Oklahoma State University Center for Health Sciences
Oklahoma State University Center for Health Sciences

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OSU-CHS News > 2015

Sept. 4, 2015

Grant will help Native American undergraduates attend first scientific meeting

Two professors from Oklahoma State University and the University of Washington have been awarded a grant from the National Science Foundation to bring six Native American undergraduate students to their first scientific meeting.

The students will attend the Jan. 2016 annual meeting of the Society for Integrative and Comparative Biology in Portland, Oregon. Known commonly by its acronym, SICB, this broad scientific research society of 3,500 members promotes research and collaboration on diverse topics within biology such as evolution, developmental biology, anatomy, ecology and biodiversity.

UW biology professor Sharlene Santana says she hopes this grant — which includes $15,000 for meeting fees, lodging and travel expenses for the six students — will help recruit Native American students into science careers where they are sharply underrepresented. Santana and her colleague, anatomy and vertebrate paleontology professor Paul Gignac of OSU Center for Health Sciences, decided to recruit Native American students after noticing a dearth of Native American colleagues within SICB.

"Less than half a percent of our society's members are Native American," said Santana, who is also curator of mammals at the Burke Museum of Natural History and Culture. "Our goal was to specifically target this demographic and increase their participation."

Native Americans are one of the most underrepresented minorities in the natural sciences. According to the National Science Foundation, in 2010 nearly 20,000 doctoral degrees were awarded to U.S. citizens or permanent residents for research in mathematics, science and engineering. Just 76 of them were Native Americans. 

“The grant will enable us to bring greater exposure to STEM fields to an under-represented population,” said Gignac. “By meeting with experts and exploring the differing careers options that are available, these students will learn more about STEM and hopefully continue their education in one of these fields.”

Santana hopes that attending the SICB meeting will help the six undergraduates envision future careers in science as they witness a tradition of scientific discovery — meeting with colleagues and sharing new research findings. She and Gignac will pair each undergraduate with one graduate student at the meeting.

"These graduate students will be mentors who will guide them throughout the meeting," said Santana. "They can help the students navigate through all the different events, talks, symposia and social gatherings. They will help them choose which talks to go to, talk to them about career options and introduce them to colleagues."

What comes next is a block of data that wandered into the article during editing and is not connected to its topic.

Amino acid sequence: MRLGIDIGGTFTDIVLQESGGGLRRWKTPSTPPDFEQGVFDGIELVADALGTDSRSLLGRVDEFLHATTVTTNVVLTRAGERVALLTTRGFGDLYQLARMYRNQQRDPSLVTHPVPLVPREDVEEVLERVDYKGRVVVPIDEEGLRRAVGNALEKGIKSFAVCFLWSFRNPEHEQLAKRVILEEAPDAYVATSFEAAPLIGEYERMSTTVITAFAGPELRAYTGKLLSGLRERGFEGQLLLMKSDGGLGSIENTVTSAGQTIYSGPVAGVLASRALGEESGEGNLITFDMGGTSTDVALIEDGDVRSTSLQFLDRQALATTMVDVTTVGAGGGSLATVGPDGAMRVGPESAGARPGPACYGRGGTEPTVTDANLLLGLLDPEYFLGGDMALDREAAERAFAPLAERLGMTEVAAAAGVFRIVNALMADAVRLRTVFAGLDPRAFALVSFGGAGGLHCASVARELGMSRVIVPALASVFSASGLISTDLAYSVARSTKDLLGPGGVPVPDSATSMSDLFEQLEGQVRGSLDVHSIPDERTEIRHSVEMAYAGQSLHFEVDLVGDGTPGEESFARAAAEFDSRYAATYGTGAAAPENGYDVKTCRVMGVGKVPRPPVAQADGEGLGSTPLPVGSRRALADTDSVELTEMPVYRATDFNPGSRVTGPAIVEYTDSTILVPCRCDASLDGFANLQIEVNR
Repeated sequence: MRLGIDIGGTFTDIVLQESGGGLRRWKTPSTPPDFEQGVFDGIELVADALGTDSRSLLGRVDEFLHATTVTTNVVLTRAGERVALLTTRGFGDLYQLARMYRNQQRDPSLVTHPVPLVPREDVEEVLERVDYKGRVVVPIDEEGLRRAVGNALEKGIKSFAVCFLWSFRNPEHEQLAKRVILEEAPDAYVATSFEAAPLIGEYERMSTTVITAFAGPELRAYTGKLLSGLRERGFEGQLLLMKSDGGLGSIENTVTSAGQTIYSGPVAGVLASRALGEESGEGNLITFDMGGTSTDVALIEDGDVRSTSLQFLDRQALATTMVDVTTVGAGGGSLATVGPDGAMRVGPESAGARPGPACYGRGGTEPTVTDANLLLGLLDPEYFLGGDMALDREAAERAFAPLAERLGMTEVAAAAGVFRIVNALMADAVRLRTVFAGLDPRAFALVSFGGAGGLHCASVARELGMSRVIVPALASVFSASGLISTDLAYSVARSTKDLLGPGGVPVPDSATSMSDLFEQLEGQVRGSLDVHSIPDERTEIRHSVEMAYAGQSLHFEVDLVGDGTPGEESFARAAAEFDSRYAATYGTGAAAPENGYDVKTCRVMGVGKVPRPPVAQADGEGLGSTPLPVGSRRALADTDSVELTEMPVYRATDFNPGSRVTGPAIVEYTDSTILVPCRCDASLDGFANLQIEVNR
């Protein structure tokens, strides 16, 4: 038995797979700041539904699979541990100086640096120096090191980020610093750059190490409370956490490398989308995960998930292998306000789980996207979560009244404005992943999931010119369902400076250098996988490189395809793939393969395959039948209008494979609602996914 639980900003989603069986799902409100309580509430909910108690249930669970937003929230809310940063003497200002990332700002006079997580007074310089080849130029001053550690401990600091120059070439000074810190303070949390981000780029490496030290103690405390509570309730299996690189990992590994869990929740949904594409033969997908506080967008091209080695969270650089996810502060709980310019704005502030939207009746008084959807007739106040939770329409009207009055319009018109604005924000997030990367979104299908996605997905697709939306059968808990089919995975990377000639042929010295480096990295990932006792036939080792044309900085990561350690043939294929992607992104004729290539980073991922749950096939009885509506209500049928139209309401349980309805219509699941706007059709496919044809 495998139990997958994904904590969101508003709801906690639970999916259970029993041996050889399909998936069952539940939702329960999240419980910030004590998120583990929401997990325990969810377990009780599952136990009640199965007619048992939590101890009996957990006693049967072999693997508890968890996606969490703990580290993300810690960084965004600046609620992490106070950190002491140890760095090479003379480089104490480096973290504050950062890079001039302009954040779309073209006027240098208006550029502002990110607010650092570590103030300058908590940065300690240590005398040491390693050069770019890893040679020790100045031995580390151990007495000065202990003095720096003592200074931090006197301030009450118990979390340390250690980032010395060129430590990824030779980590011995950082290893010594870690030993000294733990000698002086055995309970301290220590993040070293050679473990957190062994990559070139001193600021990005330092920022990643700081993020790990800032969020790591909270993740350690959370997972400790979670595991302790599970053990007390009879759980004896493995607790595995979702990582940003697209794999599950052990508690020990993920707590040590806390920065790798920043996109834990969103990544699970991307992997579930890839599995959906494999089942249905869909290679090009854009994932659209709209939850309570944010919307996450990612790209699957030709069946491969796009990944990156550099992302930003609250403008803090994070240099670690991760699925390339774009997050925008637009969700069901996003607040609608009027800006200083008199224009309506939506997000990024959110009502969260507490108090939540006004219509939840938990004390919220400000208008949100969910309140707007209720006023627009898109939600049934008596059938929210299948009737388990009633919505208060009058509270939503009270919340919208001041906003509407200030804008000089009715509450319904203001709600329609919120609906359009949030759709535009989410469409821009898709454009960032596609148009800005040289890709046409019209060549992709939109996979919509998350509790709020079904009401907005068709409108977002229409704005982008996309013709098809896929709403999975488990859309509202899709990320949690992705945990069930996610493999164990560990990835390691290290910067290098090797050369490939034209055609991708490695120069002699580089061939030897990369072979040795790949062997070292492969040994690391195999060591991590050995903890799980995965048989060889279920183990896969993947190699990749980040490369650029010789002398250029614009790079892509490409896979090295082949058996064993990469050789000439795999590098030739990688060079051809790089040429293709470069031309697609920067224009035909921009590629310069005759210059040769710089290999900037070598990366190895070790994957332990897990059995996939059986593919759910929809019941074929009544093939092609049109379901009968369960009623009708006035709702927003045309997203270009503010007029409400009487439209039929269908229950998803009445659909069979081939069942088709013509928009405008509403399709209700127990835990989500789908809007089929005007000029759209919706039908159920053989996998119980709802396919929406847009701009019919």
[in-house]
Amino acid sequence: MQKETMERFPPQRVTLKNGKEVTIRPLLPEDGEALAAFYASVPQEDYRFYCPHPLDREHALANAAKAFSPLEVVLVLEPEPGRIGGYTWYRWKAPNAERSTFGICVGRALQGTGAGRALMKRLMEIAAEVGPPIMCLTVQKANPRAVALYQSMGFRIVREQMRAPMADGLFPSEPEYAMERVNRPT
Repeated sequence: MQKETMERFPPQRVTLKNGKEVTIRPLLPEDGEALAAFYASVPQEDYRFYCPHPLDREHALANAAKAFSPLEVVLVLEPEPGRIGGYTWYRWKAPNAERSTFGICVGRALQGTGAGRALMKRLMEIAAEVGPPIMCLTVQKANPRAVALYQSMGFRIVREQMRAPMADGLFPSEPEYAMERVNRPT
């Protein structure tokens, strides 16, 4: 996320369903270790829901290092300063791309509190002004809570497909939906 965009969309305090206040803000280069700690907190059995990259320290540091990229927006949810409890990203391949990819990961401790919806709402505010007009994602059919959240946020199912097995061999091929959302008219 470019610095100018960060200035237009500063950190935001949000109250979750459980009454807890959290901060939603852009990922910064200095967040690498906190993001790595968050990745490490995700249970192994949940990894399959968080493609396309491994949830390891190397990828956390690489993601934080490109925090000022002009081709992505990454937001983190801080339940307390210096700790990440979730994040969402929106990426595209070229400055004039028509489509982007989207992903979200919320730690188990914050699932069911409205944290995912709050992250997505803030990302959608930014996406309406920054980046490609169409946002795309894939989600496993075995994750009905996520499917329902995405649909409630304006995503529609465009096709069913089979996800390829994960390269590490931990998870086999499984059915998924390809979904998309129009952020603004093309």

Santana believes that a professional scientific meeting will immerse the six students in the collaborations and connections that form the basis of a research career.

"We intend for them to learn about our research community and expose them to different stages of this career," she said. "The graduate student mentors will be a good 'stepping stone' on this career path who they can relate to. But they will also meet faculty members, postdoctoral researchers, technicians and other undergraduates. They can do a lot of networking and see many different opportunities and career paths."

The selected students will also attend a symposium at the SICB meeting that Gignac and Santana are organizing on ecomorphology, which explores the interactions between an animal's anatomy and the resources it uses. The SICB meeting is an opportunity to bring together dozens of their colleagues to address this emerging field within biology.

Santana and Gignac have not yet chosen the six undergraduates, who will come from colleges and universities around the country. They may select some students through an application process and others through the Native Explorers Program, which Gignac is affiliated with at OSU-CHS. Santana says they would like to select students with a variety of interests in biology, and hopes that this unique meeting experience will inspire more of them to pursue careers in research.

"There's so much transformative value to this experience," said Santana. "There might be someone thinking about going to medical school, but here they can realize all these other options for careers and research."

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